You might remember The Jetsons, the Hanna-Barbera animated series, ran on Cartoon Network. What especially makes it memorable is its opening theme featuring the family flying in a spacecraft, jettisoning to their daily activities. When the main character, George Jetson, arrives at his work, his spacecraft closes up into a briefcase, and then he takes a conveyer into his office, right to his desk. Throughout the show, several robots and smart appliances assist him, pouring his coffee, taking his coat — he even does video conferencing with his boss.
Fast forward to 2020; video conferencing is a new normal today. Remote working is critical, and collaboration tools are a must have for a productive environment. Mass quarantines and complete lock-downs, the epidemic has re-ignited and amplified the debate over the future of work. While corporate giants like Twitter, Facebook, Tata Consultancy Services (TCS) have announced permanent work from home for their employees, does that mean the beginning of the end of the traditional office typology?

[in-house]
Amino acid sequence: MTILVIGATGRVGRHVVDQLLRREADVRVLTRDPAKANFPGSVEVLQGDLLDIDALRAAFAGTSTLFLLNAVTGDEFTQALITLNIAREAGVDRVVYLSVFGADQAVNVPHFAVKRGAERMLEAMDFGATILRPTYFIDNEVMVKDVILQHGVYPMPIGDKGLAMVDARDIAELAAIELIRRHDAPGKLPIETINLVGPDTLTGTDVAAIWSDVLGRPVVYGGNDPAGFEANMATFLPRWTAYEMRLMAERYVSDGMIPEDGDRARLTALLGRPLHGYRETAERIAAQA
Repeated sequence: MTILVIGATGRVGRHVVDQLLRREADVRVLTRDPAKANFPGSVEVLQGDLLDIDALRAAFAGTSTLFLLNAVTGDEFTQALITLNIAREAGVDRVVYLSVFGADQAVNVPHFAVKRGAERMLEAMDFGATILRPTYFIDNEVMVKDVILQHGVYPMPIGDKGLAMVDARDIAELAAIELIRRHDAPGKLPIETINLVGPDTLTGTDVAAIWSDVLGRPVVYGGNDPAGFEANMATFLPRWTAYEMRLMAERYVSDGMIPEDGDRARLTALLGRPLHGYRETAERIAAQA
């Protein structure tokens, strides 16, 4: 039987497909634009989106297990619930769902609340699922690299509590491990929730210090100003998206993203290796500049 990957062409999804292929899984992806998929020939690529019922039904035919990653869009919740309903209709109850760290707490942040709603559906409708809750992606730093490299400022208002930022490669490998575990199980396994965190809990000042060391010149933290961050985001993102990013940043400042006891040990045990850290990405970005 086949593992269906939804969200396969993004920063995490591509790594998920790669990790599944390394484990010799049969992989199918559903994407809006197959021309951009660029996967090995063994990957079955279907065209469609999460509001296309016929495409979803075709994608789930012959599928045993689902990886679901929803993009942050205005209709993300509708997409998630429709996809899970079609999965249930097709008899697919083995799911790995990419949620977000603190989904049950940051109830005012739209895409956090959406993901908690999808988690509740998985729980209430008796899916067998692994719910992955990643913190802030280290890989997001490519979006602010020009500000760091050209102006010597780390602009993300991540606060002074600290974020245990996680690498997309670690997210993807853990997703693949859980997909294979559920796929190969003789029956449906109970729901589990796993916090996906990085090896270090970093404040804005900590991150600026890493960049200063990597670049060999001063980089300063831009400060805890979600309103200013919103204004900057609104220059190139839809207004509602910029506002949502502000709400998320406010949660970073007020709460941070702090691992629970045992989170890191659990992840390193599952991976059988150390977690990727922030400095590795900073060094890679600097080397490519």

The short answer – No!
The virus definitely won’t kill the concept of working in standard office buildings. However, the new normal will have businesses coming back with an open mind of alternative spaces for working and designed with the purview of a healthy environment.
As companies plan how to bring their workforce together again in the office, numerous calculations are being made to provide an environment that will keep workers safe, healthy, and productive. While some of that strategy involves testing and monitoring employees to prevent the spread of the coronavirus, architects are thinking about the actual physical design of offices.
Automation & Voice Technology
Technology has been the table stake to respond to the ongoing pandemic and uncertainty. Redesigning the post-COVID-19 workplaces would companies to invest in a new suite of contactless technologies to reduce disease transmission.